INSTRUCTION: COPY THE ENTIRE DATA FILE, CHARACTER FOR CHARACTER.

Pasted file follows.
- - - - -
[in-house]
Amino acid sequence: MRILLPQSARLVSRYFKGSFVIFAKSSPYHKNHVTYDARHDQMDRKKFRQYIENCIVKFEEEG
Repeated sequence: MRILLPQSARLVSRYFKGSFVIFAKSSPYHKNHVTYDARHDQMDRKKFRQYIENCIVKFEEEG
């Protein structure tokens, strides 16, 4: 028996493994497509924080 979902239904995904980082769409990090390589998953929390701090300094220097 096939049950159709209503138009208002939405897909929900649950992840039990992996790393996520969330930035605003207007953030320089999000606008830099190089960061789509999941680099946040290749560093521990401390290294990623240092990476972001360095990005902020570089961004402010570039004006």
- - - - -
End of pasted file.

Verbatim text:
[in-house]
Amino acid sequence: MRILLPQSARLVSRYFKGSFVIFAKSSPYHKNHVTYDARHDQMDRKKFRQYIENCIVKFEEEG
Repeated sequence: MRILLPQSARLVSRYFKGSFVIFAKSSPYHKNHVTYDARHDQMDRKKFRQYIENCIVKFEEEG
């Protein structure tokens, strides 16, 4: 028996493994497509924080 979902239904995904980082769409990090390589998953929390701090300094220097 096939049950159709209503138009208002939405897909929900649950992840039990992996790393996520969330930035605003207007953030320089999000606008830099190089960061789509999941680099946040290749560093521990401390290294990623240092990476972001360095990005902020570089961004402010570039004006």